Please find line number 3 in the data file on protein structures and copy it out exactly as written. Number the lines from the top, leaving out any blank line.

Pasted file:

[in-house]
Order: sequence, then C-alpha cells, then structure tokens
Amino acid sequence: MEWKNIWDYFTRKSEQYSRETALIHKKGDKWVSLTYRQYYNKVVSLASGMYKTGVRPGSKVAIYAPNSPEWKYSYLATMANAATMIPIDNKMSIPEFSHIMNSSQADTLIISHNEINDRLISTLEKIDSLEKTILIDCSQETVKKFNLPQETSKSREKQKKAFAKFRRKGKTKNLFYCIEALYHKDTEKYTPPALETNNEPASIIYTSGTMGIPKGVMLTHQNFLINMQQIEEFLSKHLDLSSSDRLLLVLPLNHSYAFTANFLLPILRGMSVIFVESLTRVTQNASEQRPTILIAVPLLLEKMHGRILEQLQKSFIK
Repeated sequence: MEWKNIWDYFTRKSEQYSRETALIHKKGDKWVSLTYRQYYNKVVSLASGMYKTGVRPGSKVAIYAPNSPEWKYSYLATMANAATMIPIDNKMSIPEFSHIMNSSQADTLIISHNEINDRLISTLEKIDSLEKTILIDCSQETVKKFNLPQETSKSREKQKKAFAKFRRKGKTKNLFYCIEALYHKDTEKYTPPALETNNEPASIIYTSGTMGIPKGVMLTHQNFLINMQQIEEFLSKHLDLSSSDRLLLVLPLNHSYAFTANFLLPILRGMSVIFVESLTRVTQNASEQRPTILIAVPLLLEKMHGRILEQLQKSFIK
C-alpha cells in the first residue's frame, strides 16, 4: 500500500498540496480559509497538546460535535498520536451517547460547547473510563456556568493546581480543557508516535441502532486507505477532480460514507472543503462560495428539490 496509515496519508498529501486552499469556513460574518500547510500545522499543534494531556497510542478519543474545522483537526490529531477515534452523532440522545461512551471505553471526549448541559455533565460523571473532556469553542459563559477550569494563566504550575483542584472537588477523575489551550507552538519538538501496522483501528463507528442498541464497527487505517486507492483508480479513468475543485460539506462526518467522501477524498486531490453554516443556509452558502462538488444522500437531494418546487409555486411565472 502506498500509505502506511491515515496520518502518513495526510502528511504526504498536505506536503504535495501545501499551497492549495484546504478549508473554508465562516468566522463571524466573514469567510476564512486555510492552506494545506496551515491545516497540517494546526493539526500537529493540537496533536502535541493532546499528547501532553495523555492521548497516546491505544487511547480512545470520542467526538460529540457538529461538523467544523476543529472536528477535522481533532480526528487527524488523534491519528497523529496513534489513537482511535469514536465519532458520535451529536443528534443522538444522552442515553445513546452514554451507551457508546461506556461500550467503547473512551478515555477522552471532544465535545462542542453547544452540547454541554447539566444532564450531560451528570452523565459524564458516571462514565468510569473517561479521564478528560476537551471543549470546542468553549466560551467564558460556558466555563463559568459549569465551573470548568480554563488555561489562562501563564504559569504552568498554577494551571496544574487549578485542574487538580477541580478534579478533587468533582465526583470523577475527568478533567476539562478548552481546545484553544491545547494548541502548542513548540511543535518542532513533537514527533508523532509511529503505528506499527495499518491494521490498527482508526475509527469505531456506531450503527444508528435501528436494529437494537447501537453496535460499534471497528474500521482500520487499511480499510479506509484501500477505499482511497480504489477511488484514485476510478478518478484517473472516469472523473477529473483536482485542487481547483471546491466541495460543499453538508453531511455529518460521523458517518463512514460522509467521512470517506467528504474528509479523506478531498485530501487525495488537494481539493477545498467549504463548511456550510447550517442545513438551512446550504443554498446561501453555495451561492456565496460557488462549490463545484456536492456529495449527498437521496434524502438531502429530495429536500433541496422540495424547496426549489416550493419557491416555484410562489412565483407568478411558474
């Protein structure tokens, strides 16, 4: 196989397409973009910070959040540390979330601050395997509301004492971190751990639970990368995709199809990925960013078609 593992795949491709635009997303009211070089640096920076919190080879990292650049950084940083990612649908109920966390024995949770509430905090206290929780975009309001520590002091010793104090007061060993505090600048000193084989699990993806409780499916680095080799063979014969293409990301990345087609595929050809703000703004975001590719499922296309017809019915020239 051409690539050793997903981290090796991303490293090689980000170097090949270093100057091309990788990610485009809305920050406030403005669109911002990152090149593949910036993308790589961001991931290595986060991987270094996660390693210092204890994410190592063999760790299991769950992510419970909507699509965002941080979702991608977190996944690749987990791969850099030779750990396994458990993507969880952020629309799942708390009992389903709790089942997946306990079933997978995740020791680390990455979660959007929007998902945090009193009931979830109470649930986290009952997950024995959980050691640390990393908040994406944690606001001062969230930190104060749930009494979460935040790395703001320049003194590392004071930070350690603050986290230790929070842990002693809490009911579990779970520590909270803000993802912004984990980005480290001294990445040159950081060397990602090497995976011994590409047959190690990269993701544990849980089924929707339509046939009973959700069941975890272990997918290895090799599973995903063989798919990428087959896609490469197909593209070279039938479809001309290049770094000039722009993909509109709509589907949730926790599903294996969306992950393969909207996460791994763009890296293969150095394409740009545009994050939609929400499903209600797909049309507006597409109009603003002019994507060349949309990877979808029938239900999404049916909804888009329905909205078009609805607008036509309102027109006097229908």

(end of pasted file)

Amino acid sequence: MEWKNIWDYFTRKSEQYSRETALIHKKGDKWVSLTYRQYYNKVVSLASGMYKTGVRPGSKVAIYAPNSPEWKYSYLATMANAATMIPIDNKMSIPEFSHIMNSSQADTLIISHNEINDRLISTLEKIDSLEKTILIDCSQETVKKFNLPQETSKSREKQKKAFAKFRRKGKTKNLFYCIEALYHKDTEKYTPPALETNNEPASIIYTSGTMGIPKGVMLTHQNFLINMQQIEEFLSKHLDLSSSDRLLLVLPLNHSYAFTANFLLPILRGMSVIFVESLTRVTQNASEQRPTILIAVPLLLEKMHGRILEQLQKSFIK